a = b = 1 just syntactic sugar?

Ed Avis ed at membled.com
Mon Jun 9 23:08:21 CEST 2003

Michael Chermside <mcherm at mcherm.com> writes:

>Having lambdas work the SAME way as all of the other places that
>allow expressions, is a great simplification.

In the language definition, yes I agree.  By 'a simple rule' I meant
more one that is simple and obvious to pick up, or simple to explain
(and not just to explain 'it is how it is', but to explain why).

It would help, perhaps, if lambda syntax didn't use the colon.  Most
other places in the language that have ': followed by some stuff'
expect a block of code, that is, a suite of one or more statements.
If you see the two code examples

    def f(x):
        print x

    g = lambda x: sys.stdout.write(x)

and then from that try to generalize to find your own usages of def
and of lambda, you will surely slip up.  If you start off by looking
at the language definition and familiarizing yourself with places
where a statement may appear and places that require an expression,
then lambda may seem obvious; but many people learn new languages
inductively, looking at examples and trying to work out rules as they
go along.  If you do this it is quite a surprise to learn of lambda's
different behaviour.

If lambda didn't have that colon, there wouldn't be such a misleading
visual similarity.

(Hmm maybe a different syntax would be to abolish the 'lambda' and the
parameter list and just to mark the parameter itself specially.
Choose a special name like _ as a placeholder; then

    f = print _

This would also do what one person suggested - prohibit nested lambda
functions.  Anyway, back in the real world:)

>>I am just asking, why is it that the body of an anonymous function
>>cannot contain statements?

>So you see, separating statements and expressions is a design GOAL of
>Python, one in keeping with its emphasis on readability over
>programming "purity", and even (occasionally) over power. In this
>case, lambdas are expressions, and thus can be contained by arbitrary
>expressions in arbitrarily deep nestings. Therefore, it is IMPORTANT
>that they not be permitted to contain statements.

(I have snipped some quoted paragraphs, so if you're reading only
this reply, view the earlier article in your newsreader as well.)

Your argument seems to concern human readability - a reader can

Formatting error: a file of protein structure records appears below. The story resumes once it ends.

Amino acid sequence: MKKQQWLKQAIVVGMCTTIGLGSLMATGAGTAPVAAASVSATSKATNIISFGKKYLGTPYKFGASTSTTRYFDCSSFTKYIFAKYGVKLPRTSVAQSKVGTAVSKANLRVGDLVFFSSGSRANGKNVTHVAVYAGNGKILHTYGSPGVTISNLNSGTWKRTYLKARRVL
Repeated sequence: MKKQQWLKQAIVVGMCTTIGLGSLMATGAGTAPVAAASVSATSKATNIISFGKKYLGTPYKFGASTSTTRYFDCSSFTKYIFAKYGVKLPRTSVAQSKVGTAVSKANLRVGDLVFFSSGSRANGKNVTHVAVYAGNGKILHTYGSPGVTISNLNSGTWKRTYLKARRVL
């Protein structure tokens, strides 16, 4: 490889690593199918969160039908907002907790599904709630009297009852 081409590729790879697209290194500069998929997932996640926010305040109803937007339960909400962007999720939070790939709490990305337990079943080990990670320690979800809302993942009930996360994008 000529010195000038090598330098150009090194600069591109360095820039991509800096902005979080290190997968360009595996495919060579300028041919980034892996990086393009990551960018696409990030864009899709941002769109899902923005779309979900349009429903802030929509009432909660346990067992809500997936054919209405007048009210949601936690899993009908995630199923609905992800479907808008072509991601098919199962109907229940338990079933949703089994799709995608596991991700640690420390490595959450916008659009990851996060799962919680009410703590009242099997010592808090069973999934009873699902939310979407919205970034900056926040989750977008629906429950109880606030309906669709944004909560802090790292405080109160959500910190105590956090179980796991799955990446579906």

quickly find which block of code a particular construct is in.  But
myself I do not see how a deeply nested 'lambda x: print x' would be
any harder for a human to follow and disentangle than a deeply nested
'lambda x: x + 1' or 'lambda x: sys.stdout.write(x)'.  Surely the
arguments against permitting simple statements inside lambda also
argue against allowing method calls inside expressions?

>Fortunately, that's not necessary. If we say that lambdas may contain
>expressions, then they'll work fine for things like "lambda x: x +
>2", and "lambda x, y: x % (y,)", which is about the level of
>complexity that's appropriate before the function is significant
>enough to deserve a name of its own.

I think that there are yet some simple functions like

    lambda x: assert(x > 0)

which do not need to have a name of their own; however, this is a
matter of taste.  I agree that it can't get much more complicated than
that before a lambda definition would definitely become unwieldy - in
particular a multi-line definition is too much.

>Does the above help?

I appreciate arguments for readability but I'm not sure that the
readability of Python is quite so tightly bound up with the
statement/expression distinction as you claim.  If, for example,
assert(x) were made into an expression rather than a statement, or at
least were allowed to appear inside expressions, I don't think this
would negatively affect the readability of the language.  So it is
with allowing one-line statements inside lambda.

>There's also the syntax problem (no good syntax for allowing it),

Yes this is a much more convincing reason (for me, anyway).

>Ed... please note that we're not trying to attack you here. There are
>good reasons why lambda isn't more powerful than it is, and someone
>should explain them someplace. Hopefully, we're getting somewhere on
>it in this thread.

Yes, once you get over the initial wall of 'lambda is an expression
and so could not possibly contain a statement' and start to dig into
the reasons _why_ this is the case.  It may well turn out that such a
viewpoint is right, but not simply because of its idelogical purity.

Ed Avis <ed at membled.com>

More information about the Python-list mailing list